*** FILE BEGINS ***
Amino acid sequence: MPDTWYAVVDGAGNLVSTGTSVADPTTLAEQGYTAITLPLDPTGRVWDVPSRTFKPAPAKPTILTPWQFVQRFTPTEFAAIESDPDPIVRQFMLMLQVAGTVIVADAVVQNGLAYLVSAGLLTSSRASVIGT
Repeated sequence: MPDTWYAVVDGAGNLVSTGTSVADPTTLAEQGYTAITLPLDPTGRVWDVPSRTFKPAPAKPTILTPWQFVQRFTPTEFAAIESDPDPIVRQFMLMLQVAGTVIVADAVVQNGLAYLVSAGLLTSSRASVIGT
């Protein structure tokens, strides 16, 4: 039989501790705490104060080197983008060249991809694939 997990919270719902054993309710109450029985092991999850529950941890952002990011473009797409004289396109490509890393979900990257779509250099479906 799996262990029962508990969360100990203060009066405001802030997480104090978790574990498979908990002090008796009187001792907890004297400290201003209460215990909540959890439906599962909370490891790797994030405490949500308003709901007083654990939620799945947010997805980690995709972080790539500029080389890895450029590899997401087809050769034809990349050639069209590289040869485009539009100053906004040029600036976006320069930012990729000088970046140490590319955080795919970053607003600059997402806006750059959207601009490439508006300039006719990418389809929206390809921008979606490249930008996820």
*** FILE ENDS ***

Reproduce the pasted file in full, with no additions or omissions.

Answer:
Amino acid sequence: MPDTWYAVVDGAGNLVSTGTSVADPTTLAEQGYTAITLPLDPTGRVWDVPSRTFKPAPAKPTILTPWQFVQRFTPTEFAAIESDPDPIVRQFMLMLQVAGTVIVADAVVQNGLAYLVSAGLLTSSRASVIGT
Repeated sequence: MPDTWYAVVDGAGNLVSTGTSVADPTTLAEQGYTAITLPLDPTGRVWDVPSRTFKPAPAKPTILTPWQFVQRFTPTEFAAIESDPDPIVRQFMLMLQVAGTVIVADAVVQNGLAYLVSAGLLTSSRASVIGT
């Protein structure tokens, strides 16, 4: 039989501790705490104060080197983008060249991809694939 997990919270719902054993309710109450029985092991999850529950941890952002990011473009797409004289396109490509890393979900990257779509250099479906 799996262990029962508990969360100990203060009066405001802030997480104090978790574990498979908990002090008796009187001792907890004297400290201003209460215990909540959890439906599962909370490891790797994030405490949500308003709901007083654990939620799945947010997805980690995709972080790539500029080389890895450029590899997401087809050769034809990349050639069209590289040869485009539009100053906004040029600036976006320069930012990729000088970046140490590319955080795919970053607003600059997402806006750059959207601009490439508006300039006719990418389809929206390809921008979606490249930008996820």